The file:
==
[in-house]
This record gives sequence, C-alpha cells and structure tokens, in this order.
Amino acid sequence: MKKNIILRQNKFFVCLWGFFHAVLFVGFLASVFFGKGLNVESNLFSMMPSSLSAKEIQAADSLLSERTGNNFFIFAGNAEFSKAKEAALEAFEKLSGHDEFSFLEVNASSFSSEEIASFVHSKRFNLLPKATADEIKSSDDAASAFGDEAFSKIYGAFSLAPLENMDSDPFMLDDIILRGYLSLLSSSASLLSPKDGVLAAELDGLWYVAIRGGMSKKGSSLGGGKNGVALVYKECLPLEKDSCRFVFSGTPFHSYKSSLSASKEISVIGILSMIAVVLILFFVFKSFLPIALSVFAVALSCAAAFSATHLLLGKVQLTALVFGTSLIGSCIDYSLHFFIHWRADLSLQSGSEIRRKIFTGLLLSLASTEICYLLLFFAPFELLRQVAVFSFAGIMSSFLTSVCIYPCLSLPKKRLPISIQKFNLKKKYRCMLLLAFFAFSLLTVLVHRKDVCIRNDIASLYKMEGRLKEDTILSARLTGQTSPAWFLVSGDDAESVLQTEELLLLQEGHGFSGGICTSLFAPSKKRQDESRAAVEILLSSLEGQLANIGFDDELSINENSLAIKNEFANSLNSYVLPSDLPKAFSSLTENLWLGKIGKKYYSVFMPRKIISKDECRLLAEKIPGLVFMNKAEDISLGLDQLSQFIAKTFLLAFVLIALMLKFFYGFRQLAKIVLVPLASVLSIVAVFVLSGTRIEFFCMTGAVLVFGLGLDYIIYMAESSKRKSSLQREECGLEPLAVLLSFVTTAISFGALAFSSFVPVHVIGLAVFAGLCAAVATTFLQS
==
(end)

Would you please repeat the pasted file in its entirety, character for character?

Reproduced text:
[in-house]
This record gives sequence, C-alpha cells and structure tokens, in this order.
Amino acid sequence: MKKNIILRQNKFFVCLWGFFHAVLFVGFLASVFFGKGLNVESNLFSMMPSSLSAKEIQAADSLLSERTGNNFFIFAGNAEFSKAKEAALEAFEKLSGHDEFSFLEVNASSFSSEEIASFVHSKRFNLLPKATADEIKSSDDAASAFGDEAFSKIYGAFSLAPLENMDSDPFMLDDIILRGYLSLLSSSASLLSPKDGVLAAELDGLWYVAIRGGMSKKGSSLGGGKNGVALVYKECLPLEKDSCRFVFSGTPFHSYKSSLSASKEISVIGILSMIAVVLILFFVFKSFLPIALSVFAVALSCAAAFSATHLLLGKVQLTALVFGTSLIGSCIDYSLHFFIHWRADLSLQSGSEIRRKIFTGLLLSLASTEICYLLLFFAPFELLRQVAVFSFAGIMSSFLTSVCIYPCLSLPKKRLPISIQKFNLKKKYRCMLLLAFFAFSLLTVLVHRKDVCIRNDIASLYKMEGRLKEDTILSARLTGQTSPAWFLVSGDDAESVLQTEELLLLQEGHGFSGGICTSLFAPSKKRQDESRAAVEILLSSLEGQLANIGFDDELSINENSLAIKNEFANSLNSYVLPSDLPKAFSSLTENLWLGKIGKKYYSVFMPRKIISKDECRLLAEKIPGLVFMNKAEDISLGLDQLSQFIAKTFLLAFVLIALMLKFFYGFRQLAKIVLVPLASVLSIVAVFVLSGTRIEFFCMTGAVLVFGLGLDYIIYMAESSKRKSSLQREECGLEPLAVLLSFVTTAISFGALAFSSFVPVHVIGLAVFAGLCAAVATTFLQS